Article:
And it’s all for a great cause. Profits from the event, which is estimated to raise about $30,000 in revenue, will go towards Intensive Therapeutics, a non-profit charity which provides occupational therapy for children with special needs.
The event also celebrates five years in Montclair for the wine store on Church St.
Or, ring Amanti Vino at 973-509-9463 and mention Baristanet to buy your tickets and enter a drawing – the general admission winner will win an upgrade to VIP admission (which allows you to enjoy earlier admission, appetizers from CulinAriane and tastings of limited production beer and wine), and the VIP ticket winner will win a free month of Club Collettore, the store’s $90 wine club, which includes 2 bottles of wine.
What you can expect at Oktoberfest:
Why is Intensive Therapeutics your charity of choice for Oktoberfest?
My second son, who is 4, was born very prematurely and had a lot of health issues, goes to camp at Intensive Therapeutics every summer for four weeks. They put a cast on his functional arm and make him do everything with his right hand, which is weaker. It was amazing how much he accomplished two summers ago. There was no way he could have fed himself lunch with his weaker arm: the first day, he ate his grapes with his mouth; on the second, he managed to put one grape in his mouth and by the 3rd day was using his thumb and index finger to pick up the grapes.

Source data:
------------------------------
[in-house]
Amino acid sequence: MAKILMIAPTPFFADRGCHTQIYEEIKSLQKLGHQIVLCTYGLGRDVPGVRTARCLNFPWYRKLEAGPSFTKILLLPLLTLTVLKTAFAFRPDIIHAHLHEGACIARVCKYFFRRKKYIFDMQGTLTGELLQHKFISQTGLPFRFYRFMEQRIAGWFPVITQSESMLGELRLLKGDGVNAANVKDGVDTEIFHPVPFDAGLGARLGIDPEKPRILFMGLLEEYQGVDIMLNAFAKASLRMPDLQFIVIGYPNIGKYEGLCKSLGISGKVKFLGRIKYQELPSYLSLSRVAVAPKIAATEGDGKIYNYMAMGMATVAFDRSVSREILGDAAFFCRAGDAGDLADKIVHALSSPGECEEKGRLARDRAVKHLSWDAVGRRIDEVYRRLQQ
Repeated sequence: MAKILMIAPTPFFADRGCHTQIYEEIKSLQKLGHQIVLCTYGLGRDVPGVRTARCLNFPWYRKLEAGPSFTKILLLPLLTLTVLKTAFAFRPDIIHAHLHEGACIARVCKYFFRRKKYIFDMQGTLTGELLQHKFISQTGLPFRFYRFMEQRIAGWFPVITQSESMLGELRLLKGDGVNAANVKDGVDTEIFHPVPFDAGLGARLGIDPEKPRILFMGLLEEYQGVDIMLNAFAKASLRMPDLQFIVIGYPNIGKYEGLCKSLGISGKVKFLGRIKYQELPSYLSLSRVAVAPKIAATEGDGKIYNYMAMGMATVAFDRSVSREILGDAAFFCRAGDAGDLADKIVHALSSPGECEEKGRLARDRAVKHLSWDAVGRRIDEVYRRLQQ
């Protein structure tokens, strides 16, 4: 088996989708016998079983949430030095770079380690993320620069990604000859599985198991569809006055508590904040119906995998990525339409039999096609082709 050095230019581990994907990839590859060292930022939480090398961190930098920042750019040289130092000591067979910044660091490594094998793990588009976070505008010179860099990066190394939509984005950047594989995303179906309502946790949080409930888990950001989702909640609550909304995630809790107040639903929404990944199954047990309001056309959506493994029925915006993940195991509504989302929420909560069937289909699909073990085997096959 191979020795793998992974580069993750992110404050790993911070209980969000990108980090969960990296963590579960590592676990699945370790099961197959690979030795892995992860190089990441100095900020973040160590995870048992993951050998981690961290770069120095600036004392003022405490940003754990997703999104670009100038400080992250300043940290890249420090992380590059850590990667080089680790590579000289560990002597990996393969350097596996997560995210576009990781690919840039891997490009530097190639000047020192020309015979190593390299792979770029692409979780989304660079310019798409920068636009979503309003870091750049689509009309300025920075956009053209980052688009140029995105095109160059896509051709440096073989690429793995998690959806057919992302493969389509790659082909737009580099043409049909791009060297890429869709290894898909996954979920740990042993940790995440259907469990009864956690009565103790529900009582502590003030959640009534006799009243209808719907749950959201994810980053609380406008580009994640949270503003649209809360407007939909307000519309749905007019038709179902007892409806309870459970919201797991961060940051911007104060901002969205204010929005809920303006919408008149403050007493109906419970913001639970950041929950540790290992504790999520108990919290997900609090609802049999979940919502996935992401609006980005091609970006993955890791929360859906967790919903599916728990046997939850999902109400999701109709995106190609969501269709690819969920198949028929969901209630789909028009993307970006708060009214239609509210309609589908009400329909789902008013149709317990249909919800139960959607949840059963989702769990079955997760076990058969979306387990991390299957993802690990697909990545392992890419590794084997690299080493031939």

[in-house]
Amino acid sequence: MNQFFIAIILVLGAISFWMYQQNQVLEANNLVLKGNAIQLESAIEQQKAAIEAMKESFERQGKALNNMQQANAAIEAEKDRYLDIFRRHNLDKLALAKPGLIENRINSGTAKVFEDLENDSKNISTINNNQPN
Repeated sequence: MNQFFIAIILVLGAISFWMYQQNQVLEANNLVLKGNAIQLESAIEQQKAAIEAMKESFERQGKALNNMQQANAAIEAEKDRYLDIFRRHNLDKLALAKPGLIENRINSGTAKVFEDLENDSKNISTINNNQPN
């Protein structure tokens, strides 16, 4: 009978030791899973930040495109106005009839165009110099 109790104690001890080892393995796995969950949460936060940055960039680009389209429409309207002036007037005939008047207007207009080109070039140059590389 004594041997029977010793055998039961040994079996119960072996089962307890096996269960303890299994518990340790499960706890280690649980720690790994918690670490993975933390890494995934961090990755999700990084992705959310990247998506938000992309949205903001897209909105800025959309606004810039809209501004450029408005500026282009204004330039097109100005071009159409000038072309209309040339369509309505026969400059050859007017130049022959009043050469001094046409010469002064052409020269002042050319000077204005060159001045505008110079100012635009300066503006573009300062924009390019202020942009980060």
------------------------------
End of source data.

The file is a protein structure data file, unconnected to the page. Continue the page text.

How did Oktoberfest do last year?
We did very well last year and about 225 people attended. We made Van Vleck Garden our charity and donated all our profits to it.
How much are you hoping to raise this year?
We haven’t finalized the budget but we should have about 300 to 400 people at the event and expect a total revenue of about $30,000. After costs, and we have asked all participating restaurants to provide everything at the bare minimum of cost, everything goes to Intensive Therapeutics.
Congrats on your 5th year in Montclair. What has changed for Amanti Vino since 2005?
When I opened the store 5 years ago, I wasn’t sure who the market would be. I moved in with lots of empty space in the store so I would have space to accommodate; 1,300 sq ft to start. We have since doubled to 2,600 sq ft and I’ve added a classroo upstairs for 30 people.
When we first opened, we just served Montclair, but now we have picked up customers across the state and country and also have a thriving Internet business.
What’s in store after Oktoberfest?
On November 8, we’re doing a big winetasting for the Claara Mass Foundation’s annual fundraiser from 6:30pm to 9:00pm. Your favorite local chefs will be there, along with ten of Amanti Vino’s favorite distributors, pouring their favorite wines for you to sample.
Do you miss your banking job at Merrill Lynch? What, specifically, turned you to drink, I mean, wine?
No, I don’t miss it one bit. Not for a second. I had worked at Merrill Lynch and left right after 9/11 to work at a really small merchant acquisitions shop. But I wanted to follow my passion for wine and, after teaching, consulting and studying, I decided to open a wine store where I could handpick artisanal wines, offer fair prices and have a wine-educated staff, with a focus always on customer service. I don’t rely on wine ratings but taste everything before I bring it in.
Have you had any unusual customer requests?
A customer called to order a few bottles of wine for delivery and asked if our delivery guy could stop at the market to pick up a few things on the way.
(Photos, by Anthony Batson, show, at top, wine glasses at a Haiti fundraiser in March attended by Amanti Vino, and below, Sharon Sevrens, speaking at the same event.)